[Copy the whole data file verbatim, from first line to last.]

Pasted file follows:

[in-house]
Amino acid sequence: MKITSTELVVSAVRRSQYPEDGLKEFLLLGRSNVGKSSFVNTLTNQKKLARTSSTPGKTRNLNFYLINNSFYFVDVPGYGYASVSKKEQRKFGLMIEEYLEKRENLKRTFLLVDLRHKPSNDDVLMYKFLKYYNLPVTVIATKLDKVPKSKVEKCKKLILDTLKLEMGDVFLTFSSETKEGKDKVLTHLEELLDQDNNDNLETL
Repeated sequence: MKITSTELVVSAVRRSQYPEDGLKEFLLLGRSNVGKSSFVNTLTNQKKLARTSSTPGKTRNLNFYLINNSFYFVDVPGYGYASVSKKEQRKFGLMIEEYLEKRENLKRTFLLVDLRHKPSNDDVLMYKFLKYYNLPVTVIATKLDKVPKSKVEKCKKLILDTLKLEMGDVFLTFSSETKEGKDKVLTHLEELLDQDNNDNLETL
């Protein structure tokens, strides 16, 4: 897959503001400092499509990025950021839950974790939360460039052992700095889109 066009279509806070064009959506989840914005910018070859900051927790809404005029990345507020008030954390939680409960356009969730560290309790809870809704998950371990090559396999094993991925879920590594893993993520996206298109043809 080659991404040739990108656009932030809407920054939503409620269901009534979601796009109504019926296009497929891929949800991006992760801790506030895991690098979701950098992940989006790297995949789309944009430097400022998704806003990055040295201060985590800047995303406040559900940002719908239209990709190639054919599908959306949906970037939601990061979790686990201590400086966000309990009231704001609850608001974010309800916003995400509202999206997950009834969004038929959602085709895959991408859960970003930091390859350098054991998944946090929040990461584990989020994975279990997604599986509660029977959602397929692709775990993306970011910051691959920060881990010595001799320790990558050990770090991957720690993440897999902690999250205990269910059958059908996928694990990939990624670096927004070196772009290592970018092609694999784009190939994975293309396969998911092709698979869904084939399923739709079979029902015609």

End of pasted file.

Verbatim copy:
[in-house]
Amino acid sequence: MKITSTELVVSAVRRSQYPEDGLKEFLLLGRSNVGKSSFVNTLTNQKKLARTSSTPGKTRNLNFYLINNSFYFVDVPGYGYASVSKKEQRKFGLMIEEYLEKRENLKRTFLLVDLRHKPSNDDVLMYKFLKYYNLPVTVIATKLDKVPKSKVEKCKKLILDTLKLEMGDVFLTFSSETKEGKDKVLTHLEELLDQDNNDNLETL
Repeated sequence: MKITSTELVVSAVRRSQYPEDGLKEFLLLGRSNVGKSSFVNTLTNQKKLARTSSTPGKTRNLNFYLINNSFYFVDVPGYGYASVSKKEQRKFGLMIEEYLEKRENLKRTFLLVDLRHKPSNDDVLMYKFLKYYNLPVTVIATKLDKVPKSKVEKCKKLILDTLKLEMGDVFLTFSSETKEGKDKVLTHLEELLDQDNNDNLETL
């Protein structure tokens, strides 16, 4: 897959503001400092499509990025950021839950974790939360460039052992700095889109 066009279509806070064009959506989840914005910018070859900051927790809404005029990345507020008030954390939680409960356009969730560290309790809870809704998950371990090559396999094993991925879920590594893993993520996206298109043809 080659991404040739990108656009932030809407920054939503409620269901009534979601796009109504019926296009497929891929949800991006992760801790506030895991690098979701950098992940989006790297995949789309944009430097400022998704806003990055040295201060985590800047995303406040559900940002719908239209990709190639054919599908959306949906970037939601990061979790686990201590400086966000309990009231704001609850608001974010309800916003995400509202999206997950009834969004038929959602085709895959991408859960970003930091390859350098054991998944946090929040990461584990989020994975279990997604599986509660029977959602397929692709775990993306970011910051691959920060881990010595001799320790990558050990770090991957720690993440897999902690999250205990269910059958059908996928694990990939990624670096927004070196772009290592970018092609694999784009190939994975293309396969998911092709698979869904084939399923739709079979029902015609």